Excavation of 700-year old lovers at St Morrell, England

Sometimes archaeology uncovers things that make us stop for a moment. I was reading about the discovery of two 700-year old skeletons from the site of a lost chapel at St Morrell, near Leicester in England. Archaeologists dig up skeletons all the time, and there was little doubt that the team working at St Morrell would find ancient bodies in their excavations. What drew my attention was that two of the bodies buried there were placed in a grave holding hands. In a moment, my mind shifted from the science and analysis of skeletons, cause of death, health, age and sex of the individuals to less objective thoughts. How were these two related? Were they brother and sister who had died at the same time, perhaps of the same disease or tragic accident. Were they two lovers?

Too often in archaeology and in other hard science approaches to the human past we avoid the emotional and subjective. We are trained to think as scientists, to be objective, to sterilize our minds of thoughts of personal relationships, on the bonds of brother and sister, or the power of lovers’ connection. Why? Isn’t life full of the rich complexity of our strongest emotions? Can we honestly claim to reconstruct the past if we avoid the emotions of the past? The answer we teach out students in the MA in Anthropology is that there are many different ways to look at the past. No one of them is the best approach. We need scientific analysis just as much as we need to think about feelings, heartaches, and desires. If you want to be part of these discussions, then have a look at our MA in Anthropology website or email us with questions about the program: AnthroMA@sfsu.edu.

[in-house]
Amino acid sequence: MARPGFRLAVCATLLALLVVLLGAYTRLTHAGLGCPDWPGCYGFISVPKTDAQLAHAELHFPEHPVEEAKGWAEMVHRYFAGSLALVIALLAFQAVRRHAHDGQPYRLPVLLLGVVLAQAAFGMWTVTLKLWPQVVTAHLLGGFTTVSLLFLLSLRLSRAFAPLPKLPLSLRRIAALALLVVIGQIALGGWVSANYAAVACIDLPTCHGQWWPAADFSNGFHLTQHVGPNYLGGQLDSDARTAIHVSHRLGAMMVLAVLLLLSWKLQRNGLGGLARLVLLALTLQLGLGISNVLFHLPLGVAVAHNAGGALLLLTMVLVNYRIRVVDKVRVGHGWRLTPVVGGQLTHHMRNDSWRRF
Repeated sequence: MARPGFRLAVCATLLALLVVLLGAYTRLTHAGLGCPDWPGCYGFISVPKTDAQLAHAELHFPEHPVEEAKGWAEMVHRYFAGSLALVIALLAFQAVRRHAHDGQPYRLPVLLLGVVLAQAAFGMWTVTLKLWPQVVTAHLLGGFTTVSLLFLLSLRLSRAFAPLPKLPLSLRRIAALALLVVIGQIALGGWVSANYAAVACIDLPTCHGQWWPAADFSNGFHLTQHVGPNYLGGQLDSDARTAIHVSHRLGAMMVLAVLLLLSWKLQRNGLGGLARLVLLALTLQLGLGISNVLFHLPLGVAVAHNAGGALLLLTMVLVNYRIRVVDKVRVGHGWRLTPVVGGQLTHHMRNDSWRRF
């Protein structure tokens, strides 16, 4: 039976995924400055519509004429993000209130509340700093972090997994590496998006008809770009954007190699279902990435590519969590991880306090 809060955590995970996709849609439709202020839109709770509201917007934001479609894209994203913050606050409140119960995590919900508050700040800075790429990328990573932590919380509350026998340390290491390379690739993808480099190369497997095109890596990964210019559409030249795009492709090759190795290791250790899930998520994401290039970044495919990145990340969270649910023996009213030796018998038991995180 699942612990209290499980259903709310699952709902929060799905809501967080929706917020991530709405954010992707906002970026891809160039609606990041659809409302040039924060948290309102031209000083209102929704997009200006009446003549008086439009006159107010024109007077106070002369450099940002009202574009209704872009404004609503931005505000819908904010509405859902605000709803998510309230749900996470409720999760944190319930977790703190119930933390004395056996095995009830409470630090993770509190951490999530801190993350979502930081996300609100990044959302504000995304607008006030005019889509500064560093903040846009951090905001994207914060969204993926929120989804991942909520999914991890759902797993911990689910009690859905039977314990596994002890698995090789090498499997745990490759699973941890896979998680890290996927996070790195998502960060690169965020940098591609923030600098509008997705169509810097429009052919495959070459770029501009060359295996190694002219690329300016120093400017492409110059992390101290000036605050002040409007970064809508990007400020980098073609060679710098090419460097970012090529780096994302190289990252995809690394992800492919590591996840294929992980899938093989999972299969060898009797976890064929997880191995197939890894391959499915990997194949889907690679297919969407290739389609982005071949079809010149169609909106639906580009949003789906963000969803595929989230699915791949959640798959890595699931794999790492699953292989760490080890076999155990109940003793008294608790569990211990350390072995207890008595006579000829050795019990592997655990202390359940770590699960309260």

Link: Skeletons found 'holding hands' after 700 years (cnn.com)

http://www.cnn.com/2014/09/18/world/europe/skeletons-holding-hands/index.html

If you are interested in how archaeologists handle emotion (or avoid it), then have a look at this article:

Tarlow, S. 2012. The archaeology of emotion and affect. Annual Review of Anthropology 41: 169-185. http://www.annualreviews.org/doi/abs/10.1146/annurev-anthro-092611-145944